Certainly the material could have been presented more tastefully. However the movie-makers did not make up the episode; not only is it found in Ibn Ishaq, Mohammed's earliest biographer, but also in the Hadith, of canonical authority for most Muslims:

"Then Allah's Apostle returned with the Inspiration and with his heart beating severely. Then he went to Khadija bint Khuwailid and said, 'Cover me! Cover me!' They covered him till his fear was over and after that he told her everything that had happened and said, 'I fear that something may happen to me.' Khadija replied, 'Never! By Allah, Allah will never disgrace you. You keep good relations with your Kith and kin, help the poor and the destitute, serve your guests generously and assist the deserving calamity-afflicted ones.'" (Sahih al-Bukhari, Volume 1, Book 1, Number 3).

Maybe they should ban Ibn Ishaq, though Ibn Ishaq himself, as well as most of his readers, profess Islam; and if they ever bite the bullet and ban the Hadith, many forms of Islam with disappear alongside.

The odd little demon-dance of Khadijah and Mohammed requires explanation. It begins with hokey-pokey type moves, then ends with her disrobing:

"Ismail b. Abu Hakim, a freedman of the family of al-Zubayr, told me on Khadija's authority that she said to the apostle of God, 'O son of my uncle, are you able to tell me about your visitant, when he comes to you?' He replied that he could, and she asked him to tell her when he came. So when Gabriel came to him, as he was wont, the apostle said to Khadija, 'This is Gabriel who has just come to me.' 'Get up, O son of my uncle,' she said, 'and sit by my left thigh.' The apostle did so, and she said, 'Can you see him?' 'Yes,' he said. She said,'Then turn round and sit on my right thigh.' He did so, and she said, 'Can you see him?' When he said that he could she asked him to move and sit in her lap. When he had done this she again asked if he could see him, and when he said yes, she disclosed her form and cast aside her veil while the apostle was sitting in her lap. Then she said, 'Can you see him?' And he replied, 'No.' She said, 'O son of my uncle, rejoice and be of good heart, by God he is an angel and not a satan.'" (The Life of Muhammad, A Translation of Ishaq's Sirat Rasul Allah, A. Guillaume, p. 107)

Khadijah's thought process seems to be, if Mohammed's new-found friend, the familiar spirit who had begun visiting him, had been a baleful demon rather than an angel, he would have hung around and watched the strip show. The fact that he left proved him modest and well-behaved. At any rate this is Khadijah's theory: real angels don't stick around to watch the lap dance. While I would not have staged this scene the same way as did the movie-makers,— I'm visualizing the older Khadijah as a large, heavy-set woman, and Mohammed as somewhat smaller, not exactly a doll for her to play with on her lap, but it must be realized if Mohammed were a line-backer type and she a pert little lady, he could not have sat on her lap,— certainly they must be allowed the poetic license to make sense of a rather confusing episode. If we envision Khadijah as a big, Brunhilda-type, then at least the episode can be staged in accord with Ibn Ishaq's stage directions, otherwise not. Khadijah's rule of thumb for distinguishing between angels and demons seems to be that a beneficent angel will display proper decorum and leave when things start to get hot, while a baleful demon will stay, make himself at home, and eagerly watch the show; they don't mind salacious content, because their tastes in entertainment are so much lower. Where she got her information I don't know, perhaps from local folklore.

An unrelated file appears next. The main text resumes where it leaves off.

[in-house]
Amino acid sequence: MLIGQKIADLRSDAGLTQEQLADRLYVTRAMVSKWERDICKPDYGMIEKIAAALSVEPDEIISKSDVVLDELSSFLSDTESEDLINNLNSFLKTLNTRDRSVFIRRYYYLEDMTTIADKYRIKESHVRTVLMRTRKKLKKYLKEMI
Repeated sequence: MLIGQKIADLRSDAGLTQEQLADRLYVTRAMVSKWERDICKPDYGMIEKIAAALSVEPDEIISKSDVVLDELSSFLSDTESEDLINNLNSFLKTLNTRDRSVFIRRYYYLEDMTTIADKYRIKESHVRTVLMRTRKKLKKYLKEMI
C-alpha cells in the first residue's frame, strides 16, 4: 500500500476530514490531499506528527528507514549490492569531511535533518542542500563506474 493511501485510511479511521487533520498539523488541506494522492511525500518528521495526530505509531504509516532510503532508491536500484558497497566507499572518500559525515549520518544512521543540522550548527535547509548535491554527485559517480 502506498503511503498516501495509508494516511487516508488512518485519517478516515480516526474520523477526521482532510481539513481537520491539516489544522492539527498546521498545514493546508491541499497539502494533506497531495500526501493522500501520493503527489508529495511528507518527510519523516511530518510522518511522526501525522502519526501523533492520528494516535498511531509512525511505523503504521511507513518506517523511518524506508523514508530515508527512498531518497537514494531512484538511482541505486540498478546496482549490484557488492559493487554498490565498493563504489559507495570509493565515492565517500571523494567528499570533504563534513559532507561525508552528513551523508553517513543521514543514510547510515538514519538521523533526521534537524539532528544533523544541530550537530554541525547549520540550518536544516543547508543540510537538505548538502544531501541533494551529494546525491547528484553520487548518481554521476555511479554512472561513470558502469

Satanic Verses

Ibn Ishaq's most damaging story is not Mohammed's demon-dance with Khadijah, but the story of the Satanic verses, which strikes at the heart of the inspiration of the Koran. Who wrote the Koran? God, say the Muslims; Mohammed was just the conduit, a pipe-line carrying this material from heaven down to earth, untouched by human hands. Mohammed, says the story of the Satanic verses; he, not God, was the editor who decided what to include, what to exclude. There was no 'prior restraint;' Gabriel could keep nothing out of the Koran Mohammed wanted in, he could only remonstrate after the fact:

  • “Because of his love for his people and his anxiety over them it would delight him if the obstacle that made his task so difficult could be removed; so that he meditated on the project and longed for it and it was dear to him. Then God sent down 'By the star when it sets your comrade errs not and is not deceived, he speaks not from his own desire,' and when he reached His words 'Have you thought of al-Lat and al-Uzza and Manat the third, the other,' Satan, when he was meditating upon it, and desiring to bring it (sc. reconciliation) to his people, put upon his tongue 'these are the exalted Gharaniq [swans or cranes] whose intercession is approved.' When Quraysh heard that, they were delighted and greatly pleased at the way in which he spoke of their gods and they listened to him; while the believers were holding that what their prophet brought them from their Lord was true, not suspecting a mistake or a vain desire or a slip. . .
  • “Then Gabriel came to the apostle and said, 'What have you done, Muhammad? You have read to these people something I did not bring you from God and you have said what He did not say to you.'”
  • (The Life of Muhammad, A Translation of Ishaq's Sirat Rasul Allah, A. Guillaume, pp. 165-166).

The Quraysh were pagan polytheists who resisted Mohammed's message of monotheism. So he changed it. God could only work on his conscience afterward, promising "God will annul what Satan has suggested:"